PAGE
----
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This article was originally published as:

Williams, A., Northcote, M., Kilgour, P., & Stewart, B. (2018). The virtual mentor program: An initiative to support first-year students and students at risk. The Journal of Adventist Education, 80(1), 22-29. Retrieved from

ISSN: 0021-8480


130103 Higher Education| 130306 Educational Technology and Computing| 130313 Teacher Education and Professional Development of Educators

Avondale Research Centre

Christian Education Research Centre

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The college/university culture of study is rarely the same as high school, making the transition difficult even for talented students. In many countries, the massification of higher education has opened up education to all, with the only limiting factor being a student’s ability to meet entry requirements and pay for subjects. A virtual mentor program can provide support to all first-year students regardless of whether they are in online, blended, or traditional learning environments. One such initiative, implemented by The University of Newcastle in Newcastle, Australia, and later by Avondale College of Higher Education in Cooranbung, Australia, also supported students in other years of study experiencing difficulties who had been identified as “at risk.” Results indicated that student academic performance correlated to active interaction across each system classification, but only in purely online learning.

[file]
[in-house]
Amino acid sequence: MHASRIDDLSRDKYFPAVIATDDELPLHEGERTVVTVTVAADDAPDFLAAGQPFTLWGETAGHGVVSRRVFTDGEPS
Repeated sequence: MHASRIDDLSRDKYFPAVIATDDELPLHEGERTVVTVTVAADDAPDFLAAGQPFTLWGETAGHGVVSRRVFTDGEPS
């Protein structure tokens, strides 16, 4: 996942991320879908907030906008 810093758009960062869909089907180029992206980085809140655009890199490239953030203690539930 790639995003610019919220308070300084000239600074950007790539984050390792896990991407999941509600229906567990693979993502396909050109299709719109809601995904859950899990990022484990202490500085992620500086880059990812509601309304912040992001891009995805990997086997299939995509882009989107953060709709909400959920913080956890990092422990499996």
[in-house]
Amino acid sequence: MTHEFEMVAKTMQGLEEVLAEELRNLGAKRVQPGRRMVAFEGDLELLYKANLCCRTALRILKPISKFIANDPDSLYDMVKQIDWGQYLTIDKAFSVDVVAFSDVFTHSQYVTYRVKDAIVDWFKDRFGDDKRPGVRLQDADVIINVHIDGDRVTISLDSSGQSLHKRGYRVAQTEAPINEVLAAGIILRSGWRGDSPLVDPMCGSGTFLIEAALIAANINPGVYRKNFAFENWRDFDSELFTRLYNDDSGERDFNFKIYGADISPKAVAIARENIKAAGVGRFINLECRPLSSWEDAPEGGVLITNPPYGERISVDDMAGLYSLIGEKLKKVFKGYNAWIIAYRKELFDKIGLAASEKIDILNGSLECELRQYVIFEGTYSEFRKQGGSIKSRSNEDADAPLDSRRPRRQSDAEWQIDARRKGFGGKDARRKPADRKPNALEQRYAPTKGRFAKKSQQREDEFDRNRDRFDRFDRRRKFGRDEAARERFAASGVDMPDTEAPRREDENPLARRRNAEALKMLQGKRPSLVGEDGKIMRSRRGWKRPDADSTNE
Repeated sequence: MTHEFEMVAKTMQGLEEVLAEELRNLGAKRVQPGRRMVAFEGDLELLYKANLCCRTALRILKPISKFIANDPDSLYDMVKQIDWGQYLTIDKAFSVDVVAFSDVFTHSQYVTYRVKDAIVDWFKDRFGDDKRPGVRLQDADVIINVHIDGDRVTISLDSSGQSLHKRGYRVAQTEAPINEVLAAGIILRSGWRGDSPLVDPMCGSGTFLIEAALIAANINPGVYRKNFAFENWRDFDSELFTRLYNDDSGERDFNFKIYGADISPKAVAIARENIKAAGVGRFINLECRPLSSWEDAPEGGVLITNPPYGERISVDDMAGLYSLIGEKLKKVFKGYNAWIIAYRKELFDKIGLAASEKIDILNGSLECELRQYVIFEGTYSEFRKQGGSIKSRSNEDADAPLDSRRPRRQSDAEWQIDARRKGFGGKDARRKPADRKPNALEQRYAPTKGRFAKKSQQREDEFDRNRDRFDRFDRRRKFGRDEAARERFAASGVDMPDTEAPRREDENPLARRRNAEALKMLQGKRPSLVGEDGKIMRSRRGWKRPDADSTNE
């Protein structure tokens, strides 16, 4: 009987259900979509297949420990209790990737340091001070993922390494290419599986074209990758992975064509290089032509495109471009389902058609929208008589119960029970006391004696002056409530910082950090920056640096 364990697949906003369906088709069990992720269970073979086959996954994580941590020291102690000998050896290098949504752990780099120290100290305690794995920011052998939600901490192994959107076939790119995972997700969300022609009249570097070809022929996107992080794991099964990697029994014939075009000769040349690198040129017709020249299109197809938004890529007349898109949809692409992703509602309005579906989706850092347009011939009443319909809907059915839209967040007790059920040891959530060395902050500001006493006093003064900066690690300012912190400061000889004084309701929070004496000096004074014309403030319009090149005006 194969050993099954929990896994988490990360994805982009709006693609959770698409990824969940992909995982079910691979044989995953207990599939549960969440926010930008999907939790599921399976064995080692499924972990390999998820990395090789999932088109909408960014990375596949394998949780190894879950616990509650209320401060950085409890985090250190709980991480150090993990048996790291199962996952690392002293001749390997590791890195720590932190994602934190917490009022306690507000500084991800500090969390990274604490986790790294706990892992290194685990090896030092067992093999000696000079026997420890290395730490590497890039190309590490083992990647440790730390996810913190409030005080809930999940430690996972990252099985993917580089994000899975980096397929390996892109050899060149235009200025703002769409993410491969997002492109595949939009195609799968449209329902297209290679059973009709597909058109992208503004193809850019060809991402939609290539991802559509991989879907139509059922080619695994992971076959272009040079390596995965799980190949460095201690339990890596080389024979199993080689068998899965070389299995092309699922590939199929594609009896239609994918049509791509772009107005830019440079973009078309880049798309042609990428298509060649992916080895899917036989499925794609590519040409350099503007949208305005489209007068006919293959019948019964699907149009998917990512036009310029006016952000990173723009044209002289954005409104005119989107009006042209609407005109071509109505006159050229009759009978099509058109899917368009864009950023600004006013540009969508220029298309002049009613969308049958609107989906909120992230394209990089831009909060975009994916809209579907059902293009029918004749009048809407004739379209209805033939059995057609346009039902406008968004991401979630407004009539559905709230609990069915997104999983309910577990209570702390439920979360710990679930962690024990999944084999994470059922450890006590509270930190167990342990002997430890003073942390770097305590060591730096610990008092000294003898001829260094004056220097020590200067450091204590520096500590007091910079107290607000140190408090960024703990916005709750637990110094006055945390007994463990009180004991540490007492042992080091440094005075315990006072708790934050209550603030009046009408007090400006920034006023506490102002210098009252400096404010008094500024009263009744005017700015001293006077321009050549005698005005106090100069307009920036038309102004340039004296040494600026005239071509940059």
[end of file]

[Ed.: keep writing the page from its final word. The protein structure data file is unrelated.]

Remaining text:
Used with permission: The Journal of Adventist Education®

© 2018 The Journal of Adventist Education

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